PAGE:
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by Abram Demski 198 days ago | link | parent

At present, I think the main problem of logical updatelessness is something like: how can we make a principled trade-off between thinking longer to make a better decision, vs thinking less long so that we exert more logical control on the environment?

For example, in Agent Simulates Predictor, an agent who thinks for a short amount of time and then decides on a policy for how to respond to any conclusions which it comes to after thinking longer can decide “If I think longer, and see a proof that the predictor thinks I two-box, I can invalidate that proof by one-boxing. Adopting this policy makes the predictor less likely to find such a proof.” (I’m speculating; I haven’t actually written up a thing which does this, yet, but I think it would work.) An agent who thinks longer before making a decision can’t see this possibility because it has already proved that the predictor predicts two-boxing, so from the perspective of having thought longer, there doesn’t appear to be a way to invalidate the prediction – being predicted to two-box is just a fact, not a thing the agent has control over.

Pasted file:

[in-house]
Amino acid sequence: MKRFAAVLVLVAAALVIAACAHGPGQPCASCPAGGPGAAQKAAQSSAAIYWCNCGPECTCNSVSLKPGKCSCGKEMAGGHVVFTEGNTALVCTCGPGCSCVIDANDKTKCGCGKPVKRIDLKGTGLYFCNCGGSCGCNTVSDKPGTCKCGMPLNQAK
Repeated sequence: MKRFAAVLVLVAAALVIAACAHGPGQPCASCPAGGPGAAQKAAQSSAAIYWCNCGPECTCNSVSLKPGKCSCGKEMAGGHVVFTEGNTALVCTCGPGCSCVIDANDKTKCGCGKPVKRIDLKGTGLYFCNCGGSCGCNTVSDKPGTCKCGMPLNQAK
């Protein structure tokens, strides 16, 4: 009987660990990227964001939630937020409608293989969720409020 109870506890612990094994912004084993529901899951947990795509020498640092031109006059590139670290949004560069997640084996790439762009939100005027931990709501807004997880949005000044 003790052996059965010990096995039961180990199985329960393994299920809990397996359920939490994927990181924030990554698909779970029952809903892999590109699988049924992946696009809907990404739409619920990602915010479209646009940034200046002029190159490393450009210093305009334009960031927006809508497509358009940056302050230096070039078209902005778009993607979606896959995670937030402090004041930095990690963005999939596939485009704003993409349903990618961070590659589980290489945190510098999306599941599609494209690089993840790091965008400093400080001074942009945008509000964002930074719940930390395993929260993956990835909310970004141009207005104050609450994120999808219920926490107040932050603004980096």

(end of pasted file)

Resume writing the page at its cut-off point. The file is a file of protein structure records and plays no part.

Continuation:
Similarly, in Prisoner’s Dilemma, an agent who hasn’t thought too long can adopt a strategy of first thinking longer and then doing whatever it predicts the other agent to do. This is a pretty good strategy, because it makes it so that the other agent’s best strategy is to cooperate. However, you have to think for long enough to find this particular strategy, but short enough that the hypotheticals which show that the strategy is a good idea aren’t closed off yet.

So, I think there is less conflict between UDT and bounded reasoning than you are implying. However, it’s far from clear how to negotiate the trade-offs sanely.

(However, in both cases, you still want to spend as long a time thinking as you can afford; it’s just that you want to make the policy decision, about how to use the conclusions of that thinking, as early as they can be made while remaining sensible.)





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